Part two of my rant deals with another situation that is slightly different -
"Why then, do applications (or their developers) decide to take away [or keep] that choice?"
While the Zimbra example is easy to argue (and has been suggested already) as a "bug", my second example could be purely opinion.
Think about the great program gnome-power-manager. For those of you who don't know Gnome / Linux, gnome-power-manager is an all-in-one laptop battery monitoring tool. It has the standard battery icon showing charge level; a power history graph showing power history, voltage history, charge profiles and more; as well as LCD backlight, sleep and hibernate controls. And in my opinion, it does a a great job!
(Should any of the developers involved read this, my intention is not to pick on or make fun of you, I hope to purely use the issue as an example, not the people involved!)
Ok, so I was configuring gnome-power-manager to handle everything it is designed to handle, with the exception of power off / hibernate. I use ACPI to hibernate my machine when the power button is pressed, and when the battery power drops to below 5%. (Why ACPI? Because it works regardless of weather I'm logged into Gnome or not; or even if X is not running at all).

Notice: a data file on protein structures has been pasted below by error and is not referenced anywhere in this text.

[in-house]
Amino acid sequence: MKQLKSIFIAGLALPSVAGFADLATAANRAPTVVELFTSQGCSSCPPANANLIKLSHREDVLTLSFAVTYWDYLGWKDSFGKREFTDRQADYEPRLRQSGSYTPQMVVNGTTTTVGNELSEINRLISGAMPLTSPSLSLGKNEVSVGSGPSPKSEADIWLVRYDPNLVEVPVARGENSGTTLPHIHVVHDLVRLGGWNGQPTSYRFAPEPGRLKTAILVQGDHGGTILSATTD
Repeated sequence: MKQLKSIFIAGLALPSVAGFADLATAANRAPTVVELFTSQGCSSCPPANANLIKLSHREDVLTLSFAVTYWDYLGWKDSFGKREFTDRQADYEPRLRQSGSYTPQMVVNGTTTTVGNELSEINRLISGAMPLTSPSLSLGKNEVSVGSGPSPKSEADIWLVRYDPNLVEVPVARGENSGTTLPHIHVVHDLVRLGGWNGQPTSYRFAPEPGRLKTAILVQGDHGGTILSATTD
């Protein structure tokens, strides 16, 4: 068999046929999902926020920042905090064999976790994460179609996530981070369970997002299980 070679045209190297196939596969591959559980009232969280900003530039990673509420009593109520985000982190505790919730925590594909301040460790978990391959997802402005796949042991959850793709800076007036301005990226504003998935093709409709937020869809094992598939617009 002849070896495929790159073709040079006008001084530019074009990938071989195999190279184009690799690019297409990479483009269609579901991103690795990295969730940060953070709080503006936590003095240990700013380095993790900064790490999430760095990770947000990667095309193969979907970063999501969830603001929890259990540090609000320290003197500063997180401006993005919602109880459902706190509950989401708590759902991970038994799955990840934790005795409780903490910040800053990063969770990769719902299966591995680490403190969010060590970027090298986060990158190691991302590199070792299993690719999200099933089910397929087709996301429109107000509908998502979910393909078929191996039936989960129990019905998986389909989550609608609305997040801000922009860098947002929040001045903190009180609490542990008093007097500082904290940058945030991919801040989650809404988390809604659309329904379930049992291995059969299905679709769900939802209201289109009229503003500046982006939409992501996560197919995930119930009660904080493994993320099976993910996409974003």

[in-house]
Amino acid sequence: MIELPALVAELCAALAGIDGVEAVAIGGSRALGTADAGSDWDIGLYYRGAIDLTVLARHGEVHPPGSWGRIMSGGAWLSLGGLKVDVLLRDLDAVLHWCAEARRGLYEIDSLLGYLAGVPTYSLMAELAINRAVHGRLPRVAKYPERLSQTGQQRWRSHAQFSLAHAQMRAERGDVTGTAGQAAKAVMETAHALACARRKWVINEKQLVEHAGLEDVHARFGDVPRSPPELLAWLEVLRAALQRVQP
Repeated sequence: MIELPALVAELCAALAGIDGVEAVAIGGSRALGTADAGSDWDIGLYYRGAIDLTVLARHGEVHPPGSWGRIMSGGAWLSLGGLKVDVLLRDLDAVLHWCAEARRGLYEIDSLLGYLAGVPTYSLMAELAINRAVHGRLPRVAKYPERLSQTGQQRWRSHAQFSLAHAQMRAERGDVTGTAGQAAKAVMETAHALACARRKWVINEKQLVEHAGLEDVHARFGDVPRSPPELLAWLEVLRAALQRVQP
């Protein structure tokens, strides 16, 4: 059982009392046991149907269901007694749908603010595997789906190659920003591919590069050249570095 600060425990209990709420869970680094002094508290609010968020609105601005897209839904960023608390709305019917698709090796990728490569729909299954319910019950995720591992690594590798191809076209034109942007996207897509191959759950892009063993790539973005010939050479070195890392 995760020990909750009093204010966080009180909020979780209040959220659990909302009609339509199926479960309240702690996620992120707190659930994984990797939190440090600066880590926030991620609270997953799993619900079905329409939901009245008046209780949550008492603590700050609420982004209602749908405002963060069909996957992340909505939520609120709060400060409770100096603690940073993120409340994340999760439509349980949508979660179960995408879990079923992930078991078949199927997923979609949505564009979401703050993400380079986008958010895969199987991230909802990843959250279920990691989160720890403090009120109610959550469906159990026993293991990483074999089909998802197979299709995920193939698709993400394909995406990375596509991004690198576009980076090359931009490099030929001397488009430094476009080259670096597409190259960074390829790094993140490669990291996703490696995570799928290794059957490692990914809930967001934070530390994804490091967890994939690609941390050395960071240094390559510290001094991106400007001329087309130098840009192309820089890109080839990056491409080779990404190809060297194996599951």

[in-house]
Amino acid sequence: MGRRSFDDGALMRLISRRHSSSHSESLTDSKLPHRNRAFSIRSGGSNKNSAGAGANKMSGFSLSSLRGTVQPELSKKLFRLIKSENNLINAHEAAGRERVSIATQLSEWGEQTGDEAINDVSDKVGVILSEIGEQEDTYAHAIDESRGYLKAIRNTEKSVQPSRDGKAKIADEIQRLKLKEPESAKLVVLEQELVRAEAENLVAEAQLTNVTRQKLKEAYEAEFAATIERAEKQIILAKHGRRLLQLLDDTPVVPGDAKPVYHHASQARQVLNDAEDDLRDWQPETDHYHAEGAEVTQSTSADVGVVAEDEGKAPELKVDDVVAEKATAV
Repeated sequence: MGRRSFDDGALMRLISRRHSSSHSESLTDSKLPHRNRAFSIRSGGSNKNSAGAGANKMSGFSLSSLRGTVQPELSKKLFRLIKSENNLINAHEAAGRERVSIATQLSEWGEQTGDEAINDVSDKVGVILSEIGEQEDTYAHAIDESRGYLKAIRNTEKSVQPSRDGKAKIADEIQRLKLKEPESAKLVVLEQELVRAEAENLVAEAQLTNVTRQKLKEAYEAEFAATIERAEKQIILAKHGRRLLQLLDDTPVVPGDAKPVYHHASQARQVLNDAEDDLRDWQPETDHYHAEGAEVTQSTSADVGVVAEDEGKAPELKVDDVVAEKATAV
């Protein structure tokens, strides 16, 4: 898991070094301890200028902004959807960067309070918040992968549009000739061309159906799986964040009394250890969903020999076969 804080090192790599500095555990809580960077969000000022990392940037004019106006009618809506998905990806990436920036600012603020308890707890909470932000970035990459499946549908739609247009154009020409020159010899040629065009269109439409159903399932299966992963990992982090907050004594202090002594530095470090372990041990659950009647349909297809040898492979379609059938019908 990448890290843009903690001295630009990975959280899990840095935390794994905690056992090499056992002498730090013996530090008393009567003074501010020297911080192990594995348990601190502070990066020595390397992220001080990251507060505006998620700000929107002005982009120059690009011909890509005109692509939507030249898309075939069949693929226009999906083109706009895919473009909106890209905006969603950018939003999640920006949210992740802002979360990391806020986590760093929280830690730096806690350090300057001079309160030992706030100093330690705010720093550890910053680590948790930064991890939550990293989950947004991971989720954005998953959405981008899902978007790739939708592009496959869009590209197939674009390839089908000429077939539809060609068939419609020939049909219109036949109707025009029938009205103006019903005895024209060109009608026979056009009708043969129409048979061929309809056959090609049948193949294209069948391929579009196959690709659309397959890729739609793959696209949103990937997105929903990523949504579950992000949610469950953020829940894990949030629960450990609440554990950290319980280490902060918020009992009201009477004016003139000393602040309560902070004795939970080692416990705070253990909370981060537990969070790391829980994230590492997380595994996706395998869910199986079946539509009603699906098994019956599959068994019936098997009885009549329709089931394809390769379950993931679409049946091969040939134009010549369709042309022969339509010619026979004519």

Here are the related power button options:
"When the power button is pressed", the options are (Ask me, Hibernate, or Shutdown)
"When the suspend button is pressed", the options are (Do Nothing or Hibernate).
There is no option to "Do nothing" when the power button is pressed. In fact, why are the four options not available for either button? (Ask, Hibernate, Shutdown, Nothing).
In my opinion, this would be the ultimate options offering the most flexibility, without overloading the user with a bulk of detail in the control panel. And yet it looks like my opinion is not understood. It appears the primary reason is because including the "Do Nothing" option would mean gnome-power-manager is doing "half a job".
Could you not forsee that parts of your application may be highly desired, and other parts not so? Given the large "roll your own" background of so many Linux users, why would that mantra not continue as far as possible? Why does Evolution (and Claws and Thunderbird), Firefox, and so on have a plugin framework? Or an external editor option?
Precisely because different people use Linux in different ways. And this is why Linux is about choice!
OK, I promise I'll get back to a technical blog post next :) And if you're interested, the bug is here.